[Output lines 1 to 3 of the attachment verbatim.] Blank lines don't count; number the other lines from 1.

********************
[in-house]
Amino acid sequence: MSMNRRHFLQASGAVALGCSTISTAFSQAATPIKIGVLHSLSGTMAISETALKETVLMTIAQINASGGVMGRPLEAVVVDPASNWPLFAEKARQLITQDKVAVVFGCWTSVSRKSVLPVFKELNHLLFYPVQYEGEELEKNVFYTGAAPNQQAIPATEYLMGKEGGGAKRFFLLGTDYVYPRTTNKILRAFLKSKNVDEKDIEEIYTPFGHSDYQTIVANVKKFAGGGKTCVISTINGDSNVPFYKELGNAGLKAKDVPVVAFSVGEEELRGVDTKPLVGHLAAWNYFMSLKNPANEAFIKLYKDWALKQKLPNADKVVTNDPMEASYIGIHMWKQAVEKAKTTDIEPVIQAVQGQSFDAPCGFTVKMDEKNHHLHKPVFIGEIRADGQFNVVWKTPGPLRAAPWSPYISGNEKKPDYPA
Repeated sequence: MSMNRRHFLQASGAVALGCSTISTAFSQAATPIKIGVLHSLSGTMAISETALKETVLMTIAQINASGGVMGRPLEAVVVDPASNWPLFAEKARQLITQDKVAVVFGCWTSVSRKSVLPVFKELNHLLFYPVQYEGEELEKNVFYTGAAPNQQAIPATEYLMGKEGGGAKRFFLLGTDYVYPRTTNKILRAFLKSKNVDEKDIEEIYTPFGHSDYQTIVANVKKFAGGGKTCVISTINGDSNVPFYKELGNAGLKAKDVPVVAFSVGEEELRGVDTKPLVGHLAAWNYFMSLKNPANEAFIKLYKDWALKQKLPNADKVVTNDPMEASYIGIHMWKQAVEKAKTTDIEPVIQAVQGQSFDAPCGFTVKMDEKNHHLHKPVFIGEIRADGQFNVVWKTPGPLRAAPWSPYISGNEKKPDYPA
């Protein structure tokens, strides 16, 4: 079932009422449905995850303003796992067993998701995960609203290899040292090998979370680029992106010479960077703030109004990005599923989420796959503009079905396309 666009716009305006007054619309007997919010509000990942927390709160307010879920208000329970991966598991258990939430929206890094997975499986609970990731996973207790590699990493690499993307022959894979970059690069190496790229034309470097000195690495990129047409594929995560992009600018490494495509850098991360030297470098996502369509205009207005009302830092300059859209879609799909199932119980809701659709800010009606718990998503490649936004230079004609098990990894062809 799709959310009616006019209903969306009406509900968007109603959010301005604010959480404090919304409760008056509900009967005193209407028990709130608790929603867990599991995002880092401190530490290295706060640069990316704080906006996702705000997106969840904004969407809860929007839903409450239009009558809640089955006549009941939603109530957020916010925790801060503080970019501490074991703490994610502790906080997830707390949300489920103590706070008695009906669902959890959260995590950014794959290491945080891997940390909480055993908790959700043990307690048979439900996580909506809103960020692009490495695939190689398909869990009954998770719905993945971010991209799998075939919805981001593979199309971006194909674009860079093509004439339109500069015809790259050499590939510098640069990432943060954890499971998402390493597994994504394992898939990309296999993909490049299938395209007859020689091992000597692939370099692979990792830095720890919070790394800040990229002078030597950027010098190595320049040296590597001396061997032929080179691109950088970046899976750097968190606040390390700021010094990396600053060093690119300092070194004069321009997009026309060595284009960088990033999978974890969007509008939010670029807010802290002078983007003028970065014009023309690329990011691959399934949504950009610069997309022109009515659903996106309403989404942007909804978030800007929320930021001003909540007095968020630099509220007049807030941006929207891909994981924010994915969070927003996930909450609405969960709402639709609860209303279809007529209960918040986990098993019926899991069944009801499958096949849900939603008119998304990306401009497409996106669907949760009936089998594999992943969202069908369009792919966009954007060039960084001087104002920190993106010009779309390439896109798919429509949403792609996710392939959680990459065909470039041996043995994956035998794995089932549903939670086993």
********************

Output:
[in-house]
Amino acid sequence: MSMNRRHFLQASGAVALGCSTISTAFSQAATPIKIGVLHSLSGTMAISETALKETVLMTIAQINASGGVMGRPLEAVVVDPASNWPLFAEKARQLITQDKVAVVFGCWTSVSRKSVLPVFKELNHLLFYPVQYEGEELEKNVFYTGAAPNQQAIPATEYLMGKEGGGAKRFFLLGTDYVYPRTTNKILRAFLKSKNVDEKDIEEIYTPFGHSDYQTIVANVKKFAGGGKTCVISTINGDSNVPFYKELGNAGLKAKDVPVVAFSVGEEELRGVDTKPLVGHLAAWNYFMSLKNPANEAFIKLYKDWALKQKLPNADKVVTNDPMEASYIGIHMWKQAVEKAKTTDIEPVIQAVQGQSFDAPCGFTVKMDEKNHHLHKPVFIGEIRADGQFNVVWKTPGPLRAAPWSPYISGNEKKPDYPA
Repeated sequence: MSMNRRHFLQASGAVALGCSTISTAFSQAATPIKIGVLHSLSGTMAISETALKETVLMTIAQINASGGVMGRPLEAVVVDPASNWPLFAEKARQLITQDKVAVVFGCWTSVSRKSVLPVFKELNHLLFYPVQYEGEELEKNVFYTGAAPNQQAIPATEYLMGKEGGGAKRFFLLGTDYVYPRTTNKILRAFLKSKNVDEKDIEEIYTPFGHSDYQTIVANVKKFAGGGKTCVISTINGDSNVPFYKELGNAGLKAKDVPVVAFSVGEEELRGVDTKPLVGHLAAWNYFMSLKNPANEAFIKLYKDWALKQKLPNADKVVTNDPMEASYIGIHMWKQAVEKAKTTDIEPVIQAVQGQSFDAPCGFTVKMDEKNHHLHKPVFIGEIRADGQFNVVWKTPGPLRAAPWSPYISGNEKKPDYPA